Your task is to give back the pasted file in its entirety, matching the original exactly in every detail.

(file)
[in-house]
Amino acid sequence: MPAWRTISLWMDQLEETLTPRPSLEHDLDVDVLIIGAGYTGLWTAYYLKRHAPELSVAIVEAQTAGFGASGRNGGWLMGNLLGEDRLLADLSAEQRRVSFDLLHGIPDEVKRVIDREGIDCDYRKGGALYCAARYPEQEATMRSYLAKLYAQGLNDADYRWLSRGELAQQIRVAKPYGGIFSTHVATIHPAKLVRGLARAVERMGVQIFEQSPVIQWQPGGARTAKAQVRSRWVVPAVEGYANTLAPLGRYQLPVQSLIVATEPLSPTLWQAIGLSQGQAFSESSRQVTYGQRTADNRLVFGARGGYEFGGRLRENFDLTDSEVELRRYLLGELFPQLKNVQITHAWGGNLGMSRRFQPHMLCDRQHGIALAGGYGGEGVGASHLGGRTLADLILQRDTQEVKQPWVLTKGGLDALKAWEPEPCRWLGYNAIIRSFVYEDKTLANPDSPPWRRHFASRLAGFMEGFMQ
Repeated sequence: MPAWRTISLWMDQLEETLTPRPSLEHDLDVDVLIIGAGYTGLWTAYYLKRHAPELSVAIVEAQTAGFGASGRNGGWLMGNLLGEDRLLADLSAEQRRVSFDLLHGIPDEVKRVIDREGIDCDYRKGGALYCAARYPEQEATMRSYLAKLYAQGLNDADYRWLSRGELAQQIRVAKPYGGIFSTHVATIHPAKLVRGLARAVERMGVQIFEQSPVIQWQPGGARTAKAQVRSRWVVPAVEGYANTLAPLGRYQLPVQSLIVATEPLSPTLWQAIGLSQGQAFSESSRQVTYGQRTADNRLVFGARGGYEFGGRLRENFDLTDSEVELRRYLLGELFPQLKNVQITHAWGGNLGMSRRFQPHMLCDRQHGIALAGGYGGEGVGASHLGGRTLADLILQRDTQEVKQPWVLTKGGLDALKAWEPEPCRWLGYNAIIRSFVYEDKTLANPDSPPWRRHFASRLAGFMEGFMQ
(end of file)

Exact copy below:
[in-house]
Amino acid sequence: MPAWRTISLWMDQLEETLTPRPSLEHDLDVDVLIIGAGYTGLWTAYYLKRHAPELSVAIVEAQTAGFGASGRNGGWLMGNLLGEDRLLADLSAEQRRVSFDLLHGIPDEVKRVIDREGIDCDYRKGGALYCAARYPEQEATMRSYLAKLYAQGLNDADYRWLSRGELAQQIRVAKPYGGIFSTHVATIHPAKLVRGLARAVERMGVQIFEQSPVIQWQPGGARTAKAQVRSRWVVPAVEGYANTLAPLGRYQLPVQSLIVATEPLSPTLWQAIGLSQGQAFSESSRQVTYGQRTADNRLVFGARGGYEFGGRLRENFDLTDSEVELRRYLLGELFPQLKNVQITHAWGGNLGMSRRFQPHMLCDRQHGIALAGGYGGEGVGASHLGGRTLADLILQRDTQEVKQPWVLTKGGLDALKAWEPEPCRWLGYNAIIRSFVYEDKTLANPDSPPWRRHFASRLAGFMEGFMQ
Repeated sequence: MPAWRTISLWMDQLEETLTPRPSLEHDLDVDVLIIGAGYTGLWTAYYLKRHAPELSVAIVEAQTAGFGASGRNGGWLMGNLLGEDRLLADLSAEQRRVSFDLLHGIPDEVKRVIDREGIDCDYRKGGALYCAARYPEQEATMRSYLAKLYAQGLNDADYRWLSRGELAQQIRVAKPYGGIFSTHVATIHPAKLVRGLARAVERMGVQIFEQSPVIQWQPGGARTAKAQVRSRWVVPAVEGYANTLAPLGRYQLPVQSLIVATEPLSPTLWQAIGLSQGQAFSESSRQVTYGQRTADNRLVFGARGGYEFGGRLRENFDLTDSEVELRRYLLGELFPQLKNVQITHAWGGNLGMSRRFQPHMLCDRQHGIALAGGYGGEGVGASHLGGRTLADLILQRDTQEVKQPWVLTKGGLDALKAWEPEPCRWLGYNAIIRSFVYEDKTLANPDSPPWRRHFASRLAGFMEGFMQ